- Investing in relationships. I have a whole host of small tasks devoted to developing relationships with my family: giving complements, going on small outings like the movies or hiking, taking bigger vacations like a cruise, taking walks (great for talking with my wife), writing notes, and on and on. Nothing really big (except the vacations) but they add up over time. Stephen Covey talked about the emotional bank account in The 7 Habits of Highly Effective People: Powerful Lessons in Personal Change and that’s what I’m trying to do here — make small, regular deposits.
I could go on and on, but I think I’ve made the point.
How to Make It Work
So what’s the practical application of this principle? I find a couple keys to be:
1. Breaking down the goal into achievable mini-goals.
Here are a few I’m working on this year:
- Instead of “lose 10 pounds this year”, work to lose 2.5 pounds each quarter.
- Instead of “climb Pikes Peak”, break it down to what I’m going to do each week of each month to train so I can climb Pikes Peak.
- Instead of “get 1,000 email subscribers to ESI Money”, set a goal for how much every month (or even day — I just need one per day at this point to hit my goal) and work towards that.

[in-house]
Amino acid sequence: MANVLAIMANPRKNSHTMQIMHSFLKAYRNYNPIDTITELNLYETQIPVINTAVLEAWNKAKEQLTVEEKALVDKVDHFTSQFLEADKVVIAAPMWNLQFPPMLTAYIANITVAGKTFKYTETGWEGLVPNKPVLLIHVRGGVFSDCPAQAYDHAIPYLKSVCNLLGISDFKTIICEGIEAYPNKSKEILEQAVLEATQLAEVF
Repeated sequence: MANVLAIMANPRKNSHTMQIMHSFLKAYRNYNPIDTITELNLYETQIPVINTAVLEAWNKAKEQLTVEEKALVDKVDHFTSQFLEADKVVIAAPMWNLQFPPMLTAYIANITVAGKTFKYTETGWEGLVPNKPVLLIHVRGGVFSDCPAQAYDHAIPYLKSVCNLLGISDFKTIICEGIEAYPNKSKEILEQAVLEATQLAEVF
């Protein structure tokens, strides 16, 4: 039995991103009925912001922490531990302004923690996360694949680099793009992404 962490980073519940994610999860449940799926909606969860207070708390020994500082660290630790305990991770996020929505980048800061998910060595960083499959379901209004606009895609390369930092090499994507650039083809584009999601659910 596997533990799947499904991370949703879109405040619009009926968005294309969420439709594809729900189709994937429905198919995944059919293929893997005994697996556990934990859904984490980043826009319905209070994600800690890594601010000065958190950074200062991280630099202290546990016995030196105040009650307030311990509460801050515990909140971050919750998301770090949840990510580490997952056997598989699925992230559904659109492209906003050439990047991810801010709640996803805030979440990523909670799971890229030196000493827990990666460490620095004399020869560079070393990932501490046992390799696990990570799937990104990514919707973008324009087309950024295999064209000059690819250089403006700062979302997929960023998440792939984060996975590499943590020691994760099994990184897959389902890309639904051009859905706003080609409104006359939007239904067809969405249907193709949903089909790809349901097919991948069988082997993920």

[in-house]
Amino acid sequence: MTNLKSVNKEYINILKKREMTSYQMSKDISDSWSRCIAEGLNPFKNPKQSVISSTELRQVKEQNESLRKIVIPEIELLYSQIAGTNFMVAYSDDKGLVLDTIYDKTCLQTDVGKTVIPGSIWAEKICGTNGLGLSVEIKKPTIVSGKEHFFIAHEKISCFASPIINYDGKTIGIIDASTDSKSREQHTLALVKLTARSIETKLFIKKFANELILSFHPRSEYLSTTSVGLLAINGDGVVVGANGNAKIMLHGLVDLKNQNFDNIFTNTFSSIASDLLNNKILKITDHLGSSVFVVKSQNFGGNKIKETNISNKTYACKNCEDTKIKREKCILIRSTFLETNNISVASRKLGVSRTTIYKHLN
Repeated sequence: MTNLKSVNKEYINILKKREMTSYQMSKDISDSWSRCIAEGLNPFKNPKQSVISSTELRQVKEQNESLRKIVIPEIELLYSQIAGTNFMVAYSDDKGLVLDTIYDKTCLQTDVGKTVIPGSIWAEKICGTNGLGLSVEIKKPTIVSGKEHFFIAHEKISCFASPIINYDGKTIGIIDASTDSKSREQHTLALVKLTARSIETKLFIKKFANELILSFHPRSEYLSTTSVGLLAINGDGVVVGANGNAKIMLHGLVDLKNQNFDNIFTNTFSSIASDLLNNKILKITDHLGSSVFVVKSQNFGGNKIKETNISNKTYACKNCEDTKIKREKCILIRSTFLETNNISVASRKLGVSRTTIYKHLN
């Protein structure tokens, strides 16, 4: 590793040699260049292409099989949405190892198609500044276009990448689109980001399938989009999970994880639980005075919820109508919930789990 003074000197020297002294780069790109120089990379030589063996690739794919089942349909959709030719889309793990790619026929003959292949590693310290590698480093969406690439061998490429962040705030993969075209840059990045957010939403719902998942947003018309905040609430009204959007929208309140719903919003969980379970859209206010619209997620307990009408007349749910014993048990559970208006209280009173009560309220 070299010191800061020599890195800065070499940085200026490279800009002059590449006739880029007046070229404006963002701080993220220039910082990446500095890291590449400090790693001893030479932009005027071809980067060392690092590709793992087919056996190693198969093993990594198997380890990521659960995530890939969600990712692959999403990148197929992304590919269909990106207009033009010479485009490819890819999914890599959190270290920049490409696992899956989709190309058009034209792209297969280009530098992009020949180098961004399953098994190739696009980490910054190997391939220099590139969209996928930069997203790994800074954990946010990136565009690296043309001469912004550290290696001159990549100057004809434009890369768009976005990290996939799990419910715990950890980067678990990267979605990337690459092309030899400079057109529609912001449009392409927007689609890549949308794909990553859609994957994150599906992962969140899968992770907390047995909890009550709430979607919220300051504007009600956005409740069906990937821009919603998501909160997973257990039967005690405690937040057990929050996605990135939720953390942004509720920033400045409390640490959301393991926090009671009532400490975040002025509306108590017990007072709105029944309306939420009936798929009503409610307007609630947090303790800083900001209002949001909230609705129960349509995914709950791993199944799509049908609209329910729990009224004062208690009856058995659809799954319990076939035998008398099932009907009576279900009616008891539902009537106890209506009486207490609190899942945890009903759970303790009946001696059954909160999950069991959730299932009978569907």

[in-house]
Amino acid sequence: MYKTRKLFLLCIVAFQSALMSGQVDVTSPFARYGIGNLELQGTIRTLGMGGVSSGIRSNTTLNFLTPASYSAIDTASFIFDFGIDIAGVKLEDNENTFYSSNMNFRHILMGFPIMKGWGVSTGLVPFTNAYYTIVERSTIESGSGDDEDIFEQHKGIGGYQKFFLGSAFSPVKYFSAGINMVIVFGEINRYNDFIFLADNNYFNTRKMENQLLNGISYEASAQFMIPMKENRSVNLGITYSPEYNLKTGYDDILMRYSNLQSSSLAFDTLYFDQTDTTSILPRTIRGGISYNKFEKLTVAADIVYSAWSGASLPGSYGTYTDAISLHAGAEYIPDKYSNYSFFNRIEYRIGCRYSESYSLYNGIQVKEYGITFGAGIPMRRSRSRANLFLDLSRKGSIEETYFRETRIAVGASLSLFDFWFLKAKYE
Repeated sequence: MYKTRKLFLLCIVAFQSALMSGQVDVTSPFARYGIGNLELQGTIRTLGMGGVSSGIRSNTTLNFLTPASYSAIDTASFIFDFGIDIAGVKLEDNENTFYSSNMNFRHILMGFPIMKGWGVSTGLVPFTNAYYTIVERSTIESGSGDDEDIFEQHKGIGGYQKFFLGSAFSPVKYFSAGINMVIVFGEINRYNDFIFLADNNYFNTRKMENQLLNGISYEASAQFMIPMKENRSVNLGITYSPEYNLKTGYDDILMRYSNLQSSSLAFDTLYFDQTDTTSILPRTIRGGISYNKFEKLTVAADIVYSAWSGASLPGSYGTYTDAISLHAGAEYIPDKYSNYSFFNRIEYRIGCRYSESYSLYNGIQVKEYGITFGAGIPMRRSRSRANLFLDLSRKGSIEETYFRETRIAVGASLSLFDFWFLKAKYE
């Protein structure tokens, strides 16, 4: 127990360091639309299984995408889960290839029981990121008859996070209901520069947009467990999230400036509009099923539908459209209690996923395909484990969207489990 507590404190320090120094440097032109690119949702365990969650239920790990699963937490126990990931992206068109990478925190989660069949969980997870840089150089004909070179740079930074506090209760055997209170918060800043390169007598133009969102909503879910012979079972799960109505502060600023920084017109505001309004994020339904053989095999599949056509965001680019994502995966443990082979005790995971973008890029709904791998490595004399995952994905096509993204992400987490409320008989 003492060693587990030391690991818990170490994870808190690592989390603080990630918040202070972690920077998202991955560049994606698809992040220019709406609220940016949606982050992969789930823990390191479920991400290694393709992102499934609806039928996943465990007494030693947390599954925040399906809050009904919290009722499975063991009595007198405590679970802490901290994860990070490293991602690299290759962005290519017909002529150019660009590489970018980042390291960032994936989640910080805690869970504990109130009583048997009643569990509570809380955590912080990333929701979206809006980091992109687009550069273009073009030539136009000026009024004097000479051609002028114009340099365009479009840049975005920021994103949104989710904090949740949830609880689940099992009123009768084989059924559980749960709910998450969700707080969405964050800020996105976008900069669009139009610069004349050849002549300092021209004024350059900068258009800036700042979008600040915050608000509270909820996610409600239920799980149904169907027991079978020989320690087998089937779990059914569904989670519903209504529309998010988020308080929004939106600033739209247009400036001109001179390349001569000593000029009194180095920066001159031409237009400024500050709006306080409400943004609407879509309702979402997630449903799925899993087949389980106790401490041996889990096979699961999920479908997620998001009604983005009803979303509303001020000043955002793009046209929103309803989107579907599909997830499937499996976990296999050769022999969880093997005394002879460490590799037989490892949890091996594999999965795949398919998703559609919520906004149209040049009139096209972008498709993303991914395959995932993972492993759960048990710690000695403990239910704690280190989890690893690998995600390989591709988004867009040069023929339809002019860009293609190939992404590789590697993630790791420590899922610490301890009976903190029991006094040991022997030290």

2. Develop and track daily steps/tasks to help reach the goal (exercising, eating right, etc.)
I have a spreadsheet that tracks every task I want to accomplish (daily, weekly, monthly, etc.) and even have a point system for completing them (more important tasks have higher points). I review it every night, rate myself for the day, and track my points to see if I’m making progress. I realize this is a bit over-the-top for most folks, but you can design whatever tracking system works for you. If you’re in business, you’ve probably heard the saying, “What gets measured, gets done.” It’s the same story here.
In summary, this simple principle has been the hallmark of my successful goal-setting for 30 years. No, I don’t get everything done, that’s for sure. But I do accomplish a lot over time simply because I make small progress every day.
Anyone else use this principle to get things done?